AI – The Reality of Complexity

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COMMENT: You are always ahead of the curve. Today AI is the buzzword – with most of the AI being machine learning, where you were developing Socrates with real AI in the 70s and 80s.

Lynne

REPLY: I fooled around with neural nets when they first began. The problem with this approach is that you expect a machine to develop a human instinct as if you are playing a poker game. It is a gut feeling you might have about a person to alert you if he is bluffing or real. That cannot be coded, nor will a computer with machine learning be able to acquire such a “gut feeling,” which is an entirely different game than chess.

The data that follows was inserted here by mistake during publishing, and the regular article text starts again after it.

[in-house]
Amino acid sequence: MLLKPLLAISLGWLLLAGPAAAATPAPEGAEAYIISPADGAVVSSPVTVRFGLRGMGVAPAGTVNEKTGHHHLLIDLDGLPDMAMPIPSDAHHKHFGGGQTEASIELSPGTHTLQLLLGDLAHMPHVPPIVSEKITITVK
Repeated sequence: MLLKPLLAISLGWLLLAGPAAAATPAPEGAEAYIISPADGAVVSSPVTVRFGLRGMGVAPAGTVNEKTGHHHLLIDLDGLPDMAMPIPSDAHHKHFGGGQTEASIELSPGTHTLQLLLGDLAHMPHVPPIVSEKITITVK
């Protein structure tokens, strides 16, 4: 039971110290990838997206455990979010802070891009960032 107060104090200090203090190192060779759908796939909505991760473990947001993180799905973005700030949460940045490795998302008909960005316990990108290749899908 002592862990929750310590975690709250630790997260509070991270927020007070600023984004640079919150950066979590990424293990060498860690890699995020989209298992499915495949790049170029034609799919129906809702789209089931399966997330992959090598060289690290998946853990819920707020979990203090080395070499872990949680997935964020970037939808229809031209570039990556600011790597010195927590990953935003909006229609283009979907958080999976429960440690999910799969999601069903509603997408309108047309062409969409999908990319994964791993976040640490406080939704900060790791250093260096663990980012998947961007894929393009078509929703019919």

Socrates is NOT a neutral net. I had to teach it how to trade. I put my instincts into the system. Creating a neural net, throwing in all the data, and praying it will learn how to trade is more or less like a monkey throwing darts at the Wall Street Journal regarding what stock to buy in a bull market. Raven, a six-year-old chimpanzee, became the 22nd most successful money manager in the USA after choosing her stocks by throwing darts at a list of 133 internet companies. The chimp created her own index, dubbed MonkeyDex, and in 1999 delivered a 213 percent gain, outperforming more than 6,000 professional brokers on Wall Street.

Attempts to use a neutral net with machine learning have not beaten Raven in funds management. The level of complexity is monumental. On top of all of that, it will never discover the nonlinear structure of the world by dumping in a chunk of data and praying for the best.